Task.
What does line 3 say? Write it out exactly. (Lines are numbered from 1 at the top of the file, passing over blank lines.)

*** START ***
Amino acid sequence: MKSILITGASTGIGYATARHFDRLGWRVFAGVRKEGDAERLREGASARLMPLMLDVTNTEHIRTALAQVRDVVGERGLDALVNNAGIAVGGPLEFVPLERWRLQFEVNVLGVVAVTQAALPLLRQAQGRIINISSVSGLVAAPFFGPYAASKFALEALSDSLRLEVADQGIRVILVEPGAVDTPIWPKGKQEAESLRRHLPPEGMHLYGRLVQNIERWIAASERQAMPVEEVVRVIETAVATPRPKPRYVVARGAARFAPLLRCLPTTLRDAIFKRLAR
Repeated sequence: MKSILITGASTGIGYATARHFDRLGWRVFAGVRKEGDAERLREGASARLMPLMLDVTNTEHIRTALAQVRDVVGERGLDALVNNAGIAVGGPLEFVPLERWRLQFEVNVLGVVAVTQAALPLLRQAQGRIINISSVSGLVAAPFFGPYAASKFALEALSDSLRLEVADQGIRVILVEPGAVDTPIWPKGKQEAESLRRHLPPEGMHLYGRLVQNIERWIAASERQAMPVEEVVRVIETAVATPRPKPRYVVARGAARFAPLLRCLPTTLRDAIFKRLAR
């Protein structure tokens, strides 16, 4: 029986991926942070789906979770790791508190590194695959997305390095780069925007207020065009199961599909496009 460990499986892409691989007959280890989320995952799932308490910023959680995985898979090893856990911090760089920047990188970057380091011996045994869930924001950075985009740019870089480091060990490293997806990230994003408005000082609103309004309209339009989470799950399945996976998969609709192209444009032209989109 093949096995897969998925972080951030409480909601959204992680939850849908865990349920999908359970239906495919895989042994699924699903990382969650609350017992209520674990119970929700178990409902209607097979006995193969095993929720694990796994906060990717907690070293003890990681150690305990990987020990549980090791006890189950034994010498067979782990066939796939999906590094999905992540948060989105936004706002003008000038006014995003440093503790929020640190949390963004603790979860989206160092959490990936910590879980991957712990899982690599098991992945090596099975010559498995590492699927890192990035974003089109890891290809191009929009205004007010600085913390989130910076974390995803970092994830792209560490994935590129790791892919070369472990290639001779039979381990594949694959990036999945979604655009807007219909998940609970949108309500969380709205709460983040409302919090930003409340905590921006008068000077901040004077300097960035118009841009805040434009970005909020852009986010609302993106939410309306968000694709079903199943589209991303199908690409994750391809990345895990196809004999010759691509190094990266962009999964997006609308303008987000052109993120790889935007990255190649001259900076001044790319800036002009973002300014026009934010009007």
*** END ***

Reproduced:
């Protein structure tokens, strides 16, 4: 029986991926942070789906979770790791508190590194695959997305390095780069925007207020065009199961599909496009 460990499986892409691989007959280890989320995952799932308490910023959680995985898979090893856990911090760089920047990188970057380091011996045994869930924001950075985009740019870089480091060990490293997806990230994003408005000082609103309004309209339009989470799950399945996976998969609709192209444009032209989109 093949096995897969998925972080951030409480909601959204992680939850849908865990349920999908359970239906495919895989042994699924699903990382969650609350017992209520674990119970929700178990409902209607097979006995193969095993929720694990796994906060990717907690070293003890990681150690305990990987020990549980090791006890189950034994010498067979782990066939796939999906590094999905992540948060989105936004706002003008000038006014995003440093503790929020640190949390963004603790979860989206160092959490990936910590879980991957712990899982690599098991992945090596099975010559498995590492699927890192990035974003089109890891290809191009929009205004007010600085913390989130910076974390995803970092994830792209560490994935590129790791892919070369472990290639001779039979381990594949694959990036999945979604655009807007219909998940609970949108309500969380709205709460983040409302919090930003409340905590921006008068000077901040004077300097960035118009841009805040434009970005909020852009986010609302993106939410309306968000694709079903199943589209991303199908690409994750391809990345895990196809004999010759691509190094990266962009999964997006609308303008987000052109993120790889935007990255190649001259900076001044790319800036002009973002300014026009934010009007």